German Expansionism After World War One (Wilhelmine Period)

Kaiser Wilhelm stint of power projected Germany as a nation with unlimited desire to have control over most aspects/activities of the world. His utterances and Germany’s actions had great significance in catapulting other nations that were unwilling to participate in the war to do against their wish (Sondhau 21).

According to Dowling, the German military expansion and armament threatened peace in the continent (14). The nation equipped the Kaiser’s army with a large force of soldiers, a factor that was to make it possible for Germany to wage war on more than one front. Germany also produced more weapons and even diversified their deadliness just so ensure superiority over the rest of the nations. For instance, they prepared machine guns and flame throwers. Submarines were also developed to assist with surprise underwater attacks. The nation then advanced to make military alliances and pacts with other nations to ensure that it had allies who would help with distracting, provoking and fighting other nations (Mombauer 11). The military expansion created tension across the continent and drove other nations into armament and creation of alliances. The alliances played the biggest factors in starting and continuation of the war (Sondhau 24).

However, the military expansion was not the only factor that inspired the war. Germany’s quest to expand its rule to other parts of the world and acquire more colonies was also a factor in the war (Dowling 35). The nation awoke to the scramble of territorial expansion too late after most European nations had ventured into the field. As such, most territory had been acquired by other nations, and annexation implied the use of force to oust a ruling nation (Mombauer, 51). For instance, Germany had to fight France over Morocco. Such action created tension and unrest and made nations prepare for an eminent war.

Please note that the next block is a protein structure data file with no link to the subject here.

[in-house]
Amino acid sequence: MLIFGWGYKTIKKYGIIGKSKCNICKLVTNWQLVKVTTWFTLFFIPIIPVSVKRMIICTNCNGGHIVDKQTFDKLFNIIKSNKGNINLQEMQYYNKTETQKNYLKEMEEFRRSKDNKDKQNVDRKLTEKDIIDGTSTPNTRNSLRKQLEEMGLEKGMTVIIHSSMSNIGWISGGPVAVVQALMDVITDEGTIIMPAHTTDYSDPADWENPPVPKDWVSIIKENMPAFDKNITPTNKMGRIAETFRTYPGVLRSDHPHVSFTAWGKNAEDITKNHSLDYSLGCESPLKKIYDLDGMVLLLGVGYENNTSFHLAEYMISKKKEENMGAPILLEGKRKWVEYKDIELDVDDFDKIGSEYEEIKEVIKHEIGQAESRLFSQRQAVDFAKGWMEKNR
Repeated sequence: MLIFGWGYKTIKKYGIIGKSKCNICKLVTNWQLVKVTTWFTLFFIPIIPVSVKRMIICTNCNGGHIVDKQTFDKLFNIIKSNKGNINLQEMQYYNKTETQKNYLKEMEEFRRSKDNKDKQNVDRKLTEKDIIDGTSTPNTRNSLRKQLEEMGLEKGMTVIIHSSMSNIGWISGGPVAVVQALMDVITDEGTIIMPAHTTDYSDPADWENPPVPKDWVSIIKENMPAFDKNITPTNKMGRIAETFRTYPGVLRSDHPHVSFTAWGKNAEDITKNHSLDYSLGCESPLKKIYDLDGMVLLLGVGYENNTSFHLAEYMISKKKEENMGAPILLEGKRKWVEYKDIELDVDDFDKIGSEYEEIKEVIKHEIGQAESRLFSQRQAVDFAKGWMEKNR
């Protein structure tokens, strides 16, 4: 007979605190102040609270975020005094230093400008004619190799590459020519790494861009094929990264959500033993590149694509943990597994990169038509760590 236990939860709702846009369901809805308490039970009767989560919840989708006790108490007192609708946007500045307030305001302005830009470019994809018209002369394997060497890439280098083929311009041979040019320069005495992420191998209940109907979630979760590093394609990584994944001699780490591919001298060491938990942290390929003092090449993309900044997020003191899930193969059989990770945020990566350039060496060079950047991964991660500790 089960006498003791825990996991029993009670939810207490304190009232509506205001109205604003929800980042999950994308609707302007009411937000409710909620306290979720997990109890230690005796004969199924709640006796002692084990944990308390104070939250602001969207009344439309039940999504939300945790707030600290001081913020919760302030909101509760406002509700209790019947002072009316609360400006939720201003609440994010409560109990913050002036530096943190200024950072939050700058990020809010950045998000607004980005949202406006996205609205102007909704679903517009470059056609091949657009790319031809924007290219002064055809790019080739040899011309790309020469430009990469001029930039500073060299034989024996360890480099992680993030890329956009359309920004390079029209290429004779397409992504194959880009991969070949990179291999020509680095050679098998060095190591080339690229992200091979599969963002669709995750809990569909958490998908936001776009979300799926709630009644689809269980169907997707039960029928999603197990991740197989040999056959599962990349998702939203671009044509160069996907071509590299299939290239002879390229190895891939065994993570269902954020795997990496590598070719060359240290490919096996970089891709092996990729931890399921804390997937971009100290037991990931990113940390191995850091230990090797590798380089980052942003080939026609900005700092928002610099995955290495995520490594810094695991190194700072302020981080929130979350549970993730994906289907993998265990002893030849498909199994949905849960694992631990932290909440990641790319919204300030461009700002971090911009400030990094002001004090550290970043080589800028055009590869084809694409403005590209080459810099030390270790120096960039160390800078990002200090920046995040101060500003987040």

The other significant factor in the war was the German Industrial expansion that was three-fold (VanWyngarden 53). Industrialization and creation of technology like the Haber process inspired Germany to participate in the war. Industrialization presented them with the capacity to prepare deadly weapons. On the other hand, their rapid industrialization meant that they required massive supply of raw materials. Considering that the nation had reached the verge of exhausting its supply, it needed supplement. As such, the urge to expand the territory and acquire colonies that would provide the raw materials arose (Watson 29). However, most nations had acquired colonies, and the acquisition of any prime positions meant engaging other nations in war. Finally, expanded industrialization improved the economic status of Germany making them confident of financing and winning the war (VanWyngarden, 53).

Cultural and Sociopolitical Factors that Caused World War I

Germany was driven by the urge to oust Britain as the nation with the ultimate naval power and ability to control operations in the oceans and seas. Britain had established a culture of dominance in the waters, something that itched Germany and drove them to establishing the submarines for naval warfare and dominance.